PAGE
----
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The 19th European Week of Regions and Cities is nearly ready to launch, Source: European Committee of the Regions

19th EURegionsWeek is around the corner: Here is what to focus on

19th EURegionsWeek is around the corner: Here is what to focus on

A helpful guide to make sense of all the variety

The clock is ticking and soon the 19th edition of the European Week of Cities and Regions (11-14 October), taking place in Brussels, will be upon us. This year, Europe’s premier cohesion and regional issues event is pushing the boundary even further with a 3D exhibition featuring virtual stands that present selected participants and projects.

With a true cornucopia of panels, speakers, workshops and debates one may feel a tad overwhelmed. Worry no more, we at TheMayor.EU are always on hand to offer some expert advice on making the right choices. We did our own curated selection of sessions, picked in a way that will give you a proper sample of the Week and will not stir up the old fear of missing out.

The organizers made sure to define four main themes that will underlie the whole event. We made it even more digestible by singling out sessions from each of the thematic clusters.

Cohesion

In a way, the whole EURegionsWeek is about cohesion in one form or another – given that the idea is to equalize the field for all Europeans. Here are our two picks that drive that point closer to home.

The first of these also happens to be the Opening session of the 19th European Week of Regions and Cities (11 October, 14:30-16:00), attended by EU Commissioner for Cohesion Elisa Ferreira and Committee of the Regions President Apostolos Tzitzikostas. This is where leaders will get to take stock and summarize the lessons learned from the COVID-19 pandemic in a format described as a ‘TV show panel’.

Later in the week, we can also find out what lessons have been learned by local, regional and UN authorities. Representatives from all of these will attend the workshop pointedly called “Lessons learnt for a resilient recovery and to build a better future” (13 October, 16:30-18:00). Not to be missed out!

Digital Transition

That our world is becoming ever more connected and digital is a fact that hardly needs any affirmation. What is next for all of us, however, is to think how technology can help us get more resilient – the last year and a half has been a constant reminder of that necessity.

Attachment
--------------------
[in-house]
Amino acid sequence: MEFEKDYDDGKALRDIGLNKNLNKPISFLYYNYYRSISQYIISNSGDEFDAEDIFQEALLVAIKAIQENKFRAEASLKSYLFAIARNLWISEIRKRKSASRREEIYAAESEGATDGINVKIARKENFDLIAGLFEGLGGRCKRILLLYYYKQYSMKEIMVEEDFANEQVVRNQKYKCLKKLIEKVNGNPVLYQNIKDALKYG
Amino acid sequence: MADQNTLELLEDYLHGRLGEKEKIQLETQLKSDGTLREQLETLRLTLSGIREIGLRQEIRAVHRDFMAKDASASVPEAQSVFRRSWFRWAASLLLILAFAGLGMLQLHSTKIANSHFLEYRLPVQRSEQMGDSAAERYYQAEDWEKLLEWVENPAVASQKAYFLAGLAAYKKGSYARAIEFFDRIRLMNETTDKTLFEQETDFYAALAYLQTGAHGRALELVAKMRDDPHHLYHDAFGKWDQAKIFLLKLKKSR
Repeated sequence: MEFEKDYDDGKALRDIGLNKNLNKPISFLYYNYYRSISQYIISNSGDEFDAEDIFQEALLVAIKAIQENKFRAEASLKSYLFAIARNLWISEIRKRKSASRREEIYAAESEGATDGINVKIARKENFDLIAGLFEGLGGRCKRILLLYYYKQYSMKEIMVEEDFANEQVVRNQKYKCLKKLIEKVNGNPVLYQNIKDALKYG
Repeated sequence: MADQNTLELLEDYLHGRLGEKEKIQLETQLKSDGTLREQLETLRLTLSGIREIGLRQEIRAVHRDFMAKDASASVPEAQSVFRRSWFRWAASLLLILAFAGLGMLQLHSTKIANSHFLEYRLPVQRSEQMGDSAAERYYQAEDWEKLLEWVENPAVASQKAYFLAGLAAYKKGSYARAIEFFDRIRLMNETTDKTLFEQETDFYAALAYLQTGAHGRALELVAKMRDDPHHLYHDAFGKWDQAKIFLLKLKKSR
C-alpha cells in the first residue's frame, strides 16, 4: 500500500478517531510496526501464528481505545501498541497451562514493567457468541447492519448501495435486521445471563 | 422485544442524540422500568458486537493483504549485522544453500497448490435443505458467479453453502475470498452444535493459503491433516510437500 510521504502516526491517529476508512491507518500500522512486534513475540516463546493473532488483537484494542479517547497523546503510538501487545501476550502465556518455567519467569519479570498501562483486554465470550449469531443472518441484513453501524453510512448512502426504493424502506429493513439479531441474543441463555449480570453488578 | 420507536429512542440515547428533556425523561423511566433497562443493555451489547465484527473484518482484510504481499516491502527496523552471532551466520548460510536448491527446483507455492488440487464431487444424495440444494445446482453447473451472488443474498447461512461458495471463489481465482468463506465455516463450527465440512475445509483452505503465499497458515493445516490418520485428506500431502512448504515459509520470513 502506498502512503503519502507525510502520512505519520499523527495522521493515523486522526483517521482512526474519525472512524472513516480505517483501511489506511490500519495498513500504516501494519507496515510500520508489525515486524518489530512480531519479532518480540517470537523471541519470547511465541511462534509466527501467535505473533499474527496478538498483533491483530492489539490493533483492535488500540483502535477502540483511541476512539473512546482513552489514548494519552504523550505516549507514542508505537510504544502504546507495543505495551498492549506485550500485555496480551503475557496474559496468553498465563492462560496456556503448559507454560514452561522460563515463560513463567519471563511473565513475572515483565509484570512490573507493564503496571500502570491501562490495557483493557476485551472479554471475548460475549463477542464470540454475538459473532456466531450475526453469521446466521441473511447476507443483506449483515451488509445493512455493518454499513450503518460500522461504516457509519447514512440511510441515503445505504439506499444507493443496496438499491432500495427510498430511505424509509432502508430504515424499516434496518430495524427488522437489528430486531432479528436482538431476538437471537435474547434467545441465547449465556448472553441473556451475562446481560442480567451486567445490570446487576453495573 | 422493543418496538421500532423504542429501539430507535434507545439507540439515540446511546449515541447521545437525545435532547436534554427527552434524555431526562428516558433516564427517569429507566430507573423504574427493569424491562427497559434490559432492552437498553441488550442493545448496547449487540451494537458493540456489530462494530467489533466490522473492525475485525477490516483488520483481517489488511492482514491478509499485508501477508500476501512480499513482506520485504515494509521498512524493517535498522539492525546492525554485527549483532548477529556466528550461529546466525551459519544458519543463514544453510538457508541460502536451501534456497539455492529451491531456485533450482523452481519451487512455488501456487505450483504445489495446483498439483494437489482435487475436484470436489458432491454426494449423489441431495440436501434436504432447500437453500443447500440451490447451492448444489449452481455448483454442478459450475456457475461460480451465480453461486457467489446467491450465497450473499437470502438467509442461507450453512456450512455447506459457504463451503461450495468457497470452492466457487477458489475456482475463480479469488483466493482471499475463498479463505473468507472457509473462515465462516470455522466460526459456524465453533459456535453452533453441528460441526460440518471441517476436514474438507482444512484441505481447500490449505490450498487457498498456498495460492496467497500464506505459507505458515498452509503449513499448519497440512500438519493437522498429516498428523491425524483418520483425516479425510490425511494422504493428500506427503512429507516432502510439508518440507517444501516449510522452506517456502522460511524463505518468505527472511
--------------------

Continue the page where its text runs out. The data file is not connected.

In that sense, you can attend the workshop “Resilient cities and regions – the role of digitalization” (12 October, 11:30-13:00). Best of all, its outcomes will directly inform the Committee of Regions’ policy recommendation for the Conference on the Future of Europe. In fact, many of the Week’s workshops will have the goal to engender proposals for the Conference.

At TheMayor.EU, we may often report on cities, but we are not ones to forget the importance of the countryside, either. In that sense, we can’t forget that the digitization effort, like everything else, would only make sense if it reaches every corner of the continent and leaves no one behind. That is where the session “Small & connected is beautiful: Fostering digital inclusion and innovation through Rural/Micro Hubs” (14 October, 9:30-11:00) will offer an innovative solution to that challenge with the introduction of ‘micro hubs’.

Green Transition

Then there is also the other big transformational process currently taking the EU by storm – the green transition. What’s best is that it often overlaps with the New European Bauhaus initiative that seeks to rethink our public spaces. Lo and behold! There is the ideal workshop for that – “The New European Bauhaus and its relevance for citizens – Shaping a more beautiful future in Europe” (12 October, 9:30-11:00). If you still feel unclear on what the NEB is all about this session will definitely help to put it in perspective.

Luckily, there is something akin to a second episode to the previous workshop. This one, called “New European Bauhaus: connecting the EU Green Deal to our living space” (14 October 9:30-11:00), will expand the concept even further and draw the perspectives for what lies ahead and how you can participate!

Citizens Engagement

As you know by now, we are also partial to the importance of heritage and its role in our present lives. Here is how intangible heritage can serve to draw in members to engage and create communities. Find out by watching the information session “INTRA Games: Inclusive Traditional Games” (12 October, 9:30-10:30). It will showcase good practices and examples from several countries. Game on!

When speaking of people’s engagement, we need to also consider their inner needs and challenges. The “Recover (Me)ntal” participatory lab (13 October, 16:30-18:00) will be there to take things to this important, often overlooked, dimension, made a bit more prominent in the wake of the COVID pandemic. The Lithuanian city of Klaipeda (European Youth Capital 2021) will lead the effort into generating solutions.

As you see, our choices run the gamut of different perspectives on the kind of challenges laying ahead of local and regional authorities. It also represents the diversity of issues and solutions that the EURegionsWeek is here to tackle every year.

If you haven’t signed up yet, hurry up and register ahead of next week!

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